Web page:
Chris Laterzo: West Coast Sound

ChrisLaterzo_WestCoastSoundCanyon country with echoes of Neil, Gram, Jackson and the Byrds

There’s always been a note of Neil Young’s high, keening tone in Chris Laterzo’s voice, but on his fifth album, backed by twanging alt-country, the notes are more plentiful and apparent. That’s not a criticism, it’s a compliment, as Laterzo doesn’t copy Young so much as sing original songs in a style that echoes Young’s work from the ‘60s and ‘70s. You can also hear flavors of Shannon Hoon in his high notes and Chris Robinson in his tremelo, and the loping rhythms of Laterzo’s American “cowboy rock” also connect him to the cosmos of Gram Parsons. The album’s title track finds Laterzo surrendering not just to the natural elements of his adopted California, but also to the the country-tinged rock that once flowed freely from Laurel Canyon.

Laterzo sings lovingly of his former neighborhood, “Echo Park,” memorializing the people, places and lifestyle of an important point in his life. Dan Wistrom’s pedal steel is particularly potent on this track. Laterzo is settled in Los Angeles, but having grown up in Denver, Boston and Brussels, he harbors a wanderlust that’s satiated as a touring musician and as the rambler of “Tumbleweed.” The road beckons more darkly as an avenue of escape for “Someday Blue,” with a tempo and acoustic guitar that suggest the despair of the Rolling Stones’ “Angie.” Despair turns to resignation in “Drag,” as Laterzo concludes you can’t negotiate with a closed book, and resignation turns to spite in “Subaru,” despite the lyric’s claim to the contrary.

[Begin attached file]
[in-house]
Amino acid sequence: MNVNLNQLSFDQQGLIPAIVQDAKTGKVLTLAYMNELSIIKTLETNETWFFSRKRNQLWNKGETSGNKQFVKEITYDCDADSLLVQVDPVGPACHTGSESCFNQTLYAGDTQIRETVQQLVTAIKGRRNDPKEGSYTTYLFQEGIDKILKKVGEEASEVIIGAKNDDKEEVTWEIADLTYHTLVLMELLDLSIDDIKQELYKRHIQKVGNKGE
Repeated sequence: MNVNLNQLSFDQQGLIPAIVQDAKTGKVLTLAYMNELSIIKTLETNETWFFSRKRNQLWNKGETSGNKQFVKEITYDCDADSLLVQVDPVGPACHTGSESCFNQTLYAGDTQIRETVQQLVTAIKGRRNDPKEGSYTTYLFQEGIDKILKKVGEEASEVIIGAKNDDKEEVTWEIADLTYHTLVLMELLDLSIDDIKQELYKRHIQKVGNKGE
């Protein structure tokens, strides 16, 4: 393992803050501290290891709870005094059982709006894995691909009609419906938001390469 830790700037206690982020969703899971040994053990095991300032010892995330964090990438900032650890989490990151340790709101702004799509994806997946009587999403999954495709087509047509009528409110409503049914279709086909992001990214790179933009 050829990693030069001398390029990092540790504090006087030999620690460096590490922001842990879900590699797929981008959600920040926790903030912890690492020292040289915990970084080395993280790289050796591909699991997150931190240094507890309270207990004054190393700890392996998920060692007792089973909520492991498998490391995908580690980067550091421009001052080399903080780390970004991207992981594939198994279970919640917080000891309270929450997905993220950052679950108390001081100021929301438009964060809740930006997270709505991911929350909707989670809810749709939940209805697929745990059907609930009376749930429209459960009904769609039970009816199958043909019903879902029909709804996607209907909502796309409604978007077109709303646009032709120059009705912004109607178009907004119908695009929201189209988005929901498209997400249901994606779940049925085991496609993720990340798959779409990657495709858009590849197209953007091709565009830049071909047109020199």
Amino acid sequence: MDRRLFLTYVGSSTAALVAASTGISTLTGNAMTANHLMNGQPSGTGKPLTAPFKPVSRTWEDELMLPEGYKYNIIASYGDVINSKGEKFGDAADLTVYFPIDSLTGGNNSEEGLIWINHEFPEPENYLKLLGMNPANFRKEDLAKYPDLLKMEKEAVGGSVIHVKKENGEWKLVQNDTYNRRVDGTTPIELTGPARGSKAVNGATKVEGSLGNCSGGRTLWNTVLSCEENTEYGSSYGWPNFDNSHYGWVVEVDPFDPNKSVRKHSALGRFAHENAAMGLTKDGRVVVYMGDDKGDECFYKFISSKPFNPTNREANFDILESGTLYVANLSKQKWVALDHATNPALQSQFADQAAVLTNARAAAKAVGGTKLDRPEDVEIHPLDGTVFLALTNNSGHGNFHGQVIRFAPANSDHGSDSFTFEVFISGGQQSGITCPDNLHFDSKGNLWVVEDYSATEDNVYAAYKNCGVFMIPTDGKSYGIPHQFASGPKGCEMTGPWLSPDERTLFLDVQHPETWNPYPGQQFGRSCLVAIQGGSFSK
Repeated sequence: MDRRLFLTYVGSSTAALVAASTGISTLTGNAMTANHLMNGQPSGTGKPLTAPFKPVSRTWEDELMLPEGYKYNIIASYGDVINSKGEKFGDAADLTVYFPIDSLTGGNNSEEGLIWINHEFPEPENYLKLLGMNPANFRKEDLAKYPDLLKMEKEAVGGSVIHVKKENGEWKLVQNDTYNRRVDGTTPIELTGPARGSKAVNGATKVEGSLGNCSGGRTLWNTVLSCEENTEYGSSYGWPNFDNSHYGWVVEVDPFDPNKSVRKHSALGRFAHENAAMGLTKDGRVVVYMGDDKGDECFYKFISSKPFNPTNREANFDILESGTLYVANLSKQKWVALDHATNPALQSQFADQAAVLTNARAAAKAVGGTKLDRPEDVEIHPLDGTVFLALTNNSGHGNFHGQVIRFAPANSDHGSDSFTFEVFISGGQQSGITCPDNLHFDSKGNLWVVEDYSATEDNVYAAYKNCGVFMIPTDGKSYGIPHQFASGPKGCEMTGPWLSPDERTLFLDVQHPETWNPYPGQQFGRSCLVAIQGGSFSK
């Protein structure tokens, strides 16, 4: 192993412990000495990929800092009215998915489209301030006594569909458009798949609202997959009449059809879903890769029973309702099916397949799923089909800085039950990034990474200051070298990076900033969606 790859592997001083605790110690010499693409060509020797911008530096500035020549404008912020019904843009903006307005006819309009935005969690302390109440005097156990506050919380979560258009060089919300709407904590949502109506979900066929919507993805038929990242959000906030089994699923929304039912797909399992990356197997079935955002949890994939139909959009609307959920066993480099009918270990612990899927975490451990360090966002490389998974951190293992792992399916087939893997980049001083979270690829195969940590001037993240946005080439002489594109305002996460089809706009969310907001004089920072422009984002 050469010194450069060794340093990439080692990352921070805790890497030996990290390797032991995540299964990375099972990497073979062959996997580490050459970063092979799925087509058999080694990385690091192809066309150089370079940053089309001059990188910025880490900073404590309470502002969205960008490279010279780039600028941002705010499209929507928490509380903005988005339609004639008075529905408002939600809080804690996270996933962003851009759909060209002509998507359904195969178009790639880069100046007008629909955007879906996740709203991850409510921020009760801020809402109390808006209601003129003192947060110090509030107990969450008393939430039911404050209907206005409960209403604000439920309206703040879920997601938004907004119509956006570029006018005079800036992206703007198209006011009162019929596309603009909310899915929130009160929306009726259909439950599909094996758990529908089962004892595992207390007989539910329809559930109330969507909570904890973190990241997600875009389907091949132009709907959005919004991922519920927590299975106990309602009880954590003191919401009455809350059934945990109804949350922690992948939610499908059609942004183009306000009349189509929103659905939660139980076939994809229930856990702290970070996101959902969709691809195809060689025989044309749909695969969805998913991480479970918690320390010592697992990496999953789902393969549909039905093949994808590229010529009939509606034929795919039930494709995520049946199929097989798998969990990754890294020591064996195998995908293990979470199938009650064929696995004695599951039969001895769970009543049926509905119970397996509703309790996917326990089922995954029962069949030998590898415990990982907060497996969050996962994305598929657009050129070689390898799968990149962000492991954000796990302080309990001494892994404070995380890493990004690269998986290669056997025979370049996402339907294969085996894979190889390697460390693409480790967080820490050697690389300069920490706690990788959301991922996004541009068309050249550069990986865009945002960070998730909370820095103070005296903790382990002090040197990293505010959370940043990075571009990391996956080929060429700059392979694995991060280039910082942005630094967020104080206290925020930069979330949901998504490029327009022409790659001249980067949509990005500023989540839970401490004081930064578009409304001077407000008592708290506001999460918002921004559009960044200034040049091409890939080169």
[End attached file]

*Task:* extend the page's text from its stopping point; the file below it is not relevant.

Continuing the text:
There’s a wistfulness to Laterzo’s singing that merges memories with realizations. The backward glances of “The Bradbury” and “Chaperone” aren’t nostalgia, they’re the slightly stoned, or in the case of “Chaperone,” fantastically dreamed, building blocks of experience. The latter is stripped down to acoustic guitar and snare drum, and played at a tempo that perfectly paces the sleepwalking vocal. Laterzo often sounds lost in thought, as if his thoughts are extemporaneous and still forming as they’re being related; it’s a powerful way to draw listeners into songs. The album is low-key, but Laterzo’s reflections are bright and engrossing, and will entice fans of Young, Jackson Browne, the Byrds and other canyon dwellers. [©2015 Hyperbolium]

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